Valley News – Jim Kenyon: Division of labor at Dartmouth College, Dartmouth Health

The distance between Dartmouth College and Dartmouth-Hitchcock Medical Center is only a few miles. But for some underpaid workers, the two largest employers in the Upper Valley are worlds apart.

Recent examples:

A small group of hourly employees at the Dartmouth Art Museum were seeking, among other things, better pay. One of the visitor service guides, as they’re called, told me she makes about $19 an hour, which comes out to less than $40,000 a year.

That’s barely a living wage in many Upper Valley communities where housing costs are sky-high.

The drivers, who all hold bachelor’s degrees, turned to Local 560 of the Service Employees International Union (SEIU) for help. Last month, they voted to join the union that has represented college employees for more than 50 years. The union currently has around 400 members ranging from cooks to carpenters.

SEIU President Chris Peck, an artist at the college for more than 30 years, hopes contract negotiations will result in raises of about $3 an hour for museum workers, who are mostly women.

This would bring them on par with the starting salary of college janitors and washermen.

“We’re looking for equality,” said Grace Ross, who worked at museums in Massachusetts before joining Hood’s team a year ago.

The tour guides’ duties include opening and closing the museum. While Hood is open on Saturdays and some evenings, drivers do not receive differential shift pay, which SEIU hopes to change.

“Many of us also have master’s degrees and experience in our field,” Ross said, sharing an email collected by the group. “We would like compensation that is commensurate with our skills, experience and the cost of living in the area.”

It’s not just about the dollars, Peck told me. “People also want to be heard,” he said. “Non-union employees sometimes don’t feel comfortable going to their bosses with problems they may have.”

On the face of it, adding a half-dozen employees (the vote to join the union was 5-0) to SEIU’s ranks doesn’t seem like a big deal.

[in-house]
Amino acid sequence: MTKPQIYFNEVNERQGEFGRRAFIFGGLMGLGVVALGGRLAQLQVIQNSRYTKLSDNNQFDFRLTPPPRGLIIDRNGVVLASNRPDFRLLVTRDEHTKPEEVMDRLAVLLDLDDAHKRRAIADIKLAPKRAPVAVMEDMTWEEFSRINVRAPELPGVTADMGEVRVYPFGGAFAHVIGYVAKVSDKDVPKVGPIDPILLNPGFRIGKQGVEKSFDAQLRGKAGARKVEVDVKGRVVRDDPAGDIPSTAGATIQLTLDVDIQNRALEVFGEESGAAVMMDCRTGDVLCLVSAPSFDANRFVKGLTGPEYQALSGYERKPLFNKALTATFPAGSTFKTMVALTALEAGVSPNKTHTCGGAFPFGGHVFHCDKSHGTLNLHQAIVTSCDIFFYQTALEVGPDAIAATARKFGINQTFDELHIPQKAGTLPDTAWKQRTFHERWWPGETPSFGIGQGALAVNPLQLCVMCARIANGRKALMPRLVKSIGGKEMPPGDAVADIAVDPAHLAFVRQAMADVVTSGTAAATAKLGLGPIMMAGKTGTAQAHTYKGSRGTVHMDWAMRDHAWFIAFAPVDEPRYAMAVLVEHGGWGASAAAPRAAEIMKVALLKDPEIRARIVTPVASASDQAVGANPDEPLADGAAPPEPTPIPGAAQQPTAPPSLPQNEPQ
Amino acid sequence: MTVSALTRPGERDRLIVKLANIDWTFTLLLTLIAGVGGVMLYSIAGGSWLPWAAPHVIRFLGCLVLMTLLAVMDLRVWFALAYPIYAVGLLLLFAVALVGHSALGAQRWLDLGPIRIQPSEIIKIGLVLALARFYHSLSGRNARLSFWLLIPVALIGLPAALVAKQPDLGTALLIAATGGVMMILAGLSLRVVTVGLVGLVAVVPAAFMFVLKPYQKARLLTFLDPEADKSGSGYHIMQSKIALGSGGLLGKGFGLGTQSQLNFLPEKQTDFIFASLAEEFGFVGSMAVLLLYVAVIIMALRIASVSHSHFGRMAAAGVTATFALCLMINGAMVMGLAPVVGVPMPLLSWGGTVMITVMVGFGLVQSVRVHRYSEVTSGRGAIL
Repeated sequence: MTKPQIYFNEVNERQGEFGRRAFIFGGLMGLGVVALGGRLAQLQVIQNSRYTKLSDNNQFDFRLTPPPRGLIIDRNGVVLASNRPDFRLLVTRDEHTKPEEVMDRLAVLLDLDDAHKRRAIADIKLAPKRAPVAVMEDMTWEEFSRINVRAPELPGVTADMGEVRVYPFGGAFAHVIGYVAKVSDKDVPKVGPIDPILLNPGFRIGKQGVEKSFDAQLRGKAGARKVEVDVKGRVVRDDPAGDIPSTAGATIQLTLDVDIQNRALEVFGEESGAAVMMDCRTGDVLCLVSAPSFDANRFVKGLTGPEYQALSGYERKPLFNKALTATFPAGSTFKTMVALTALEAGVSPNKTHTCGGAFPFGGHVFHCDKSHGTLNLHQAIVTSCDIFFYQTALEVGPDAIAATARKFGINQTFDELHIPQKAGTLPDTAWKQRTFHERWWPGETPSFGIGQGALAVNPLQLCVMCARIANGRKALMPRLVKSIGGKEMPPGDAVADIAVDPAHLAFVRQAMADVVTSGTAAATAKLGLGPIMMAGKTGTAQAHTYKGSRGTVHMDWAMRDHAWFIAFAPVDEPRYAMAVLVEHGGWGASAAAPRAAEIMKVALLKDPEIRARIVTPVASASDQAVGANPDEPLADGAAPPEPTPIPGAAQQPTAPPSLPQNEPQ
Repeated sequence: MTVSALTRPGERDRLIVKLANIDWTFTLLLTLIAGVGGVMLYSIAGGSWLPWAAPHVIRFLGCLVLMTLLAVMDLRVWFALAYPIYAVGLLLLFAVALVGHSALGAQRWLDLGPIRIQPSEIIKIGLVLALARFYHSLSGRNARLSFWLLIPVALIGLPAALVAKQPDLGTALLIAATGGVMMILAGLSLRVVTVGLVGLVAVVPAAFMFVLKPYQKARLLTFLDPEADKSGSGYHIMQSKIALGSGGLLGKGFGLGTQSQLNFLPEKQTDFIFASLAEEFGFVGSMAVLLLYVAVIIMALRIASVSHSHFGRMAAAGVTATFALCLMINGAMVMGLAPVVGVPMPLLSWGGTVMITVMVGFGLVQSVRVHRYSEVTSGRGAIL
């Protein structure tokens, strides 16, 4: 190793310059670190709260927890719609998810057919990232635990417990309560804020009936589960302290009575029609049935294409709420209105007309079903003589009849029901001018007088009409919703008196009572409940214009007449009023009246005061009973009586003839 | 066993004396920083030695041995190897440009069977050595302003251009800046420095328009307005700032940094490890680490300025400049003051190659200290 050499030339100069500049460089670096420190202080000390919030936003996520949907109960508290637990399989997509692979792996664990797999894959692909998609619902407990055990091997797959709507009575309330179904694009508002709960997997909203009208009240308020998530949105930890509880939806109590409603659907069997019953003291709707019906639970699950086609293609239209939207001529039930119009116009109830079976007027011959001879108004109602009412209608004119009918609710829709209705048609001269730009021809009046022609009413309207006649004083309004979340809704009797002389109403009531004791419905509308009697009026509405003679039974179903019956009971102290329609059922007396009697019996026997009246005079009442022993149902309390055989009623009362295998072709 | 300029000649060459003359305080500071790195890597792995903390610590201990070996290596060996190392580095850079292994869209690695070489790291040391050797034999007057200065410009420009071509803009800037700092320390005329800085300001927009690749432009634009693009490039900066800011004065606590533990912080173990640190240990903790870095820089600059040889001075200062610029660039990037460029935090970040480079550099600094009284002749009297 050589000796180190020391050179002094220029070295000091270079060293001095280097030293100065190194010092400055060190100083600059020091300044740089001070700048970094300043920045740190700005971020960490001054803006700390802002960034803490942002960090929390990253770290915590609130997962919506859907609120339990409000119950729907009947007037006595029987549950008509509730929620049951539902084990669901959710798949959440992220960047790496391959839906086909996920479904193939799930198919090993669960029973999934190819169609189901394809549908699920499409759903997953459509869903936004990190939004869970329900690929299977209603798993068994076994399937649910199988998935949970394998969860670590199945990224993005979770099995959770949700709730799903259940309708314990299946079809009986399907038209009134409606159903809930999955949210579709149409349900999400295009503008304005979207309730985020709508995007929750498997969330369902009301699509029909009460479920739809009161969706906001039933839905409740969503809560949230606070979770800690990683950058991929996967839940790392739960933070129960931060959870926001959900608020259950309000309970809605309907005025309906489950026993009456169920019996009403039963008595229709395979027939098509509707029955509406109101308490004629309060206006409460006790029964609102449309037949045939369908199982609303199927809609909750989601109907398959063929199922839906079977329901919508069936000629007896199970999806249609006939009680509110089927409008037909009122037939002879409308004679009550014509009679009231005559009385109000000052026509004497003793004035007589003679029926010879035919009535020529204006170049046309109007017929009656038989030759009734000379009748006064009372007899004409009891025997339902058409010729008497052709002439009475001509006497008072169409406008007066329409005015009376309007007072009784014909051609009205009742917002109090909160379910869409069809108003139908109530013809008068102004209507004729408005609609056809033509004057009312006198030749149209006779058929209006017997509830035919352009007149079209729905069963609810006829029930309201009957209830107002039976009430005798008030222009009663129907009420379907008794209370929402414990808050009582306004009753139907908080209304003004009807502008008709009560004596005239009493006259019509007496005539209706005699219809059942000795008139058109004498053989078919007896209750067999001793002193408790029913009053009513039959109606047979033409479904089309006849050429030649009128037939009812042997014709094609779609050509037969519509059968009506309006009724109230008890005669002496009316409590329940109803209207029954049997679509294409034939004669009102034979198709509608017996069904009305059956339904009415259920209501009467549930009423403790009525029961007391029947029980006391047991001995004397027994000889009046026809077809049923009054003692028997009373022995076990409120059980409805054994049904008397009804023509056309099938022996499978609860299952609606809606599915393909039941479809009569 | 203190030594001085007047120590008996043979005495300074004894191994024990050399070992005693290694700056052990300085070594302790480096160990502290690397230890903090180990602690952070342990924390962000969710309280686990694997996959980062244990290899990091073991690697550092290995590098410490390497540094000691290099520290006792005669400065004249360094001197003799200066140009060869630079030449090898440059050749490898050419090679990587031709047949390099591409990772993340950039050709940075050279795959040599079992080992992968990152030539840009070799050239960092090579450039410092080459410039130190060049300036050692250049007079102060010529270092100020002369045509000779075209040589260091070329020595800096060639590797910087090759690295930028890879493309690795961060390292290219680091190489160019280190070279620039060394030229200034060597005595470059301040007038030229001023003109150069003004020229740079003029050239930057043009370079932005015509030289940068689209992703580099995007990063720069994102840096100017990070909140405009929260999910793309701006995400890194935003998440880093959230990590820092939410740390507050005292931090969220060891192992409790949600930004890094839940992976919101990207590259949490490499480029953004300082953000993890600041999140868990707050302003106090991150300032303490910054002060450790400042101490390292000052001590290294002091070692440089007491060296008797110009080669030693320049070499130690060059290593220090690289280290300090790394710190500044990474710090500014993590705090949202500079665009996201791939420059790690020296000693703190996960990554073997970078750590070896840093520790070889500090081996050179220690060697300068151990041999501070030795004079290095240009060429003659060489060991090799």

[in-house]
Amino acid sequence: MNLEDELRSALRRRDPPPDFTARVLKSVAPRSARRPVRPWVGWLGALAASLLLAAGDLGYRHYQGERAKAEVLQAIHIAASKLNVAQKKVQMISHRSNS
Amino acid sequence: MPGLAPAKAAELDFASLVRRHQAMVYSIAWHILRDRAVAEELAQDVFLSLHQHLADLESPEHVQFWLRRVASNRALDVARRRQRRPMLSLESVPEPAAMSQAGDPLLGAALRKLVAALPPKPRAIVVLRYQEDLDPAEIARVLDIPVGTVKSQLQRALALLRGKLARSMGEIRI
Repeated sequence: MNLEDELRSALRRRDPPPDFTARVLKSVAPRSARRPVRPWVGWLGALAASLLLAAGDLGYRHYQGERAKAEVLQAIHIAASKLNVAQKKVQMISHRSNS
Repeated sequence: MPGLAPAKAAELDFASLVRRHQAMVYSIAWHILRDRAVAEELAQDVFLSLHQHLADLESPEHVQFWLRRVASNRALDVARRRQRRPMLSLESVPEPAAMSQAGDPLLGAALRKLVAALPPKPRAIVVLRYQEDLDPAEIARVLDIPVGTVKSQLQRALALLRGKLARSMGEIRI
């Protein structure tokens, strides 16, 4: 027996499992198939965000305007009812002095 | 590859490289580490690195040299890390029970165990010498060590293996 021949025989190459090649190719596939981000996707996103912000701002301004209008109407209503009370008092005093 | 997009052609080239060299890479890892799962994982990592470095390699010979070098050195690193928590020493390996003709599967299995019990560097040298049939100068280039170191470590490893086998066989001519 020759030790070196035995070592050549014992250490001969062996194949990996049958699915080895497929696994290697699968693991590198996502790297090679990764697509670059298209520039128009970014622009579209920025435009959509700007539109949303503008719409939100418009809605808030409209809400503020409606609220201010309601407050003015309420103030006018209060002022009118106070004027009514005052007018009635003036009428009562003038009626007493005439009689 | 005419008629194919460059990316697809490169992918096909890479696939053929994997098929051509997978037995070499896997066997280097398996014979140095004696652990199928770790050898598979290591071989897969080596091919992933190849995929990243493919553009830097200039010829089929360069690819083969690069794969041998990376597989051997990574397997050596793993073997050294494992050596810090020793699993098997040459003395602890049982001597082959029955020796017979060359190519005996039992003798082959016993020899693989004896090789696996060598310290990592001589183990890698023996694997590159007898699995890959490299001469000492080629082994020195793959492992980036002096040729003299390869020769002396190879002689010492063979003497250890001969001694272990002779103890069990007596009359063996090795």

But Local 560 hopes it will prompt other groups of Dartmouth employees to consider unionization.

DHMC officials may also consider this.

Last month, 50 DHMC employees who register patients at the hospital’s front desk learned that their jobs had been awarded to a private company in Texas.

The officials were powerless. If they wanted to keep their jobs at Lebanon Medical Center, they had to go to work for Conifer Health Solutions, a subsidiary of Dallas-based for-profit hospital chain Tenet Healthcare

This isn’t the first time Dartmouth Health, as the “rebranded” mega health care system is being called these days, has let go of rank-and-file employees.

Dartmouth Health has done business with Conifer since 2015, when it transferred about 340 jobs to its revenue management department, including billing and debt collection.

Most recently, Dartmouth Health sent “registration services” jobs to Conifer from the four other Vermont and New Hampshire hospitals in its network.

“Managing our registration process within one system allows us to improve our patient experience by providing a consistent experience at every Dartmouth Health location,” Dartmouth Health spokeswoman Audra Burns told me via email.

DHMC officials had less than three weeks to decide whether they wanted to partner with Conifer, which bills itself as a “partner in care – delivering revenue cycle and value-based care solutions that optimize financial performance, improve business outcomes and elevate the healthcare experience.”

The marketing nonsense didn’t seem to impress the DHMC registration services staff. In a recent internal document an employee shared with me, 39 of the 50 front-desk employees turned down Conifer’s offer. (A spokeswoman for Conifer did not respond to my request for comment.)

Instead of joining Conifer, which has more than 13,000 employees, many front desk workers are struggling to find new jobs at DHMC.

Apparently, even Conifer’s offer of a $1,000 “switching” bonus for anyone who stayed with the company for six months wasn’t worth it.

Who could blame them?

On Glassdoor’s list of worst-rated companies to work for in the US, Conifer ranked 7th. “While the company strives to improve the processes of others (in the healthcare world), many of Conifer’s employees highlighted poor management and a lack of communication in their reviews,” reported in December 2020.

In a Sept. 14 letter to prospective former DHMC employees, Conifer announced it is offering a starting wage of just under $19 an hour. (I was told same field as DHMC.)

But it was unclear whether Conifer’s benefits package could rival DHMC’s. Employees were worried about losing their accrued vacation time, as well as access to the medical center’s children’s center.

Some of the employees also had ethical concerns. Along with checking in patients, I was told that Conifer expects front desk workers to act as bill collectors.

Which is really what outsourcing is all about.

When a patient arrives for an appointment, the front desk staff should ask about unpaid hospital bills. This is not a task that many DHMC staff want to perform or feel is appropriate in a not-for-profit medical center. (I asked a Conifer spokeswoman about the practice, but again didn’t hear back.) Hitting patients for outstanding balances when they’ve just arrived for an appointment can have a chilling effect. People who are already behind on their hospital bills may be reluctant to seek the medical care they need.

It might improve the health of the bottom line for DHMC — and Conifer — but it hardly seems like good medicine.

Jim Kenyon can be reached at [email protected]

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